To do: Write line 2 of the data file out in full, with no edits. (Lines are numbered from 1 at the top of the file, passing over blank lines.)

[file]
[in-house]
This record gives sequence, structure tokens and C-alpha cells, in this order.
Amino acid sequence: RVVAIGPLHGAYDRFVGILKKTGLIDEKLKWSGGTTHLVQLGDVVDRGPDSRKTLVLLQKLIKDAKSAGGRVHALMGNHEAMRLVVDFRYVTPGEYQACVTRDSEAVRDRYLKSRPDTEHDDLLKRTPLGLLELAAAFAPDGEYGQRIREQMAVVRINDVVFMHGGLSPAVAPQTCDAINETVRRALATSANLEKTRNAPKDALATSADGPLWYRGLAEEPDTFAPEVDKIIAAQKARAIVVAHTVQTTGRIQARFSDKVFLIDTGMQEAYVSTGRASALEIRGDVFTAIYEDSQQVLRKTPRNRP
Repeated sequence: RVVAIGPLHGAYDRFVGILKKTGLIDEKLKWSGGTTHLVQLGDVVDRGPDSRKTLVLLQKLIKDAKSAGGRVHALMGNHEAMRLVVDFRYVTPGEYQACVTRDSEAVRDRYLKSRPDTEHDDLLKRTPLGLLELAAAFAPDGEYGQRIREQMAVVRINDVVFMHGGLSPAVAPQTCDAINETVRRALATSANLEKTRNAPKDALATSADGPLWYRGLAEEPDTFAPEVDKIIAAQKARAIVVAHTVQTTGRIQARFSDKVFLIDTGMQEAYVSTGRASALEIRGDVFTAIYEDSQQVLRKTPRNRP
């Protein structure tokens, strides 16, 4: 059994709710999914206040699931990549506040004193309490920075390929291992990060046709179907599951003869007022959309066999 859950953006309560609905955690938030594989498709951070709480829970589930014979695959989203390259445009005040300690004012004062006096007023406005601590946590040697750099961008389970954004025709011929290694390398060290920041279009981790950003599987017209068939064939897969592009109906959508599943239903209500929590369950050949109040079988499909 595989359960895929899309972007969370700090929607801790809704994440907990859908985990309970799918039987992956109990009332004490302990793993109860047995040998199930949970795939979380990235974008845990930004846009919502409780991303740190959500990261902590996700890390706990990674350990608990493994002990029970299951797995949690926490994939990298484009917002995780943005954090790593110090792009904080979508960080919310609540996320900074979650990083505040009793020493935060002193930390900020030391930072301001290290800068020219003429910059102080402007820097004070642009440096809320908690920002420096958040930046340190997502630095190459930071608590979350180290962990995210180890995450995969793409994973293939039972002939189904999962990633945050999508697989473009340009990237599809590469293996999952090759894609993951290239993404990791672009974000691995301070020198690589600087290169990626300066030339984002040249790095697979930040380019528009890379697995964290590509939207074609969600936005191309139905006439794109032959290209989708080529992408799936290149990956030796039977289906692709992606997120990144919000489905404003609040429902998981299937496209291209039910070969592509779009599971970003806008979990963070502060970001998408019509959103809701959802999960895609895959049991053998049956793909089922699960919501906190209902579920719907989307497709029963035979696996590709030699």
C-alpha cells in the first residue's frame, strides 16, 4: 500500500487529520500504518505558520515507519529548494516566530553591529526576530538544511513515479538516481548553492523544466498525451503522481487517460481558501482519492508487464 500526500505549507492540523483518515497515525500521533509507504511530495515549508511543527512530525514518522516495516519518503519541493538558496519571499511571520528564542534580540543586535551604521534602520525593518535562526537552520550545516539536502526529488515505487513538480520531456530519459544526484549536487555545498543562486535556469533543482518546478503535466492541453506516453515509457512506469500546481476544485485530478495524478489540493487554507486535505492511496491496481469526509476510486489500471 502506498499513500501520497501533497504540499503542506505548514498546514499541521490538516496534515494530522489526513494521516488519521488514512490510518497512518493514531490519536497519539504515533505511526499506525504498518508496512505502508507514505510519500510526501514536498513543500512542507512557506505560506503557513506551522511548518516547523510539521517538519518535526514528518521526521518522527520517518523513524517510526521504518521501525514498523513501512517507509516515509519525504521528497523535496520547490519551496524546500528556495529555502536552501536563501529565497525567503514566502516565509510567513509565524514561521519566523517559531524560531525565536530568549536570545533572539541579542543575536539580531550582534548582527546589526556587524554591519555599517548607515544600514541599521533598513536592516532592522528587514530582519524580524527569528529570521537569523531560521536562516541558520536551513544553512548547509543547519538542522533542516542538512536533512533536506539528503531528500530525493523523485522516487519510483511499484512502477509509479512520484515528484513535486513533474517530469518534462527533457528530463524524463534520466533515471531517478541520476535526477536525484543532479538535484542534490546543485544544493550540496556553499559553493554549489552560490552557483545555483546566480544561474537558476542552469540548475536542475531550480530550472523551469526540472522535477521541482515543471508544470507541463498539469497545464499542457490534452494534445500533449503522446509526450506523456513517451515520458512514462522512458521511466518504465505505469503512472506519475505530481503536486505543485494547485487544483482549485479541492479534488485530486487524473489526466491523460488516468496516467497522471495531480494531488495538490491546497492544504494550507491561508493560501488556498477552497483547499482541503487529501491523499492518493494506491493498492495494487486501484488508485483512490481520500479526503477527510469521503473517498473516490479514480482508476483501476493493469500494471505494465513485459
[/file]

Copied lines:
This record gives sequence, structure tokens and C-alpha cells, in this order.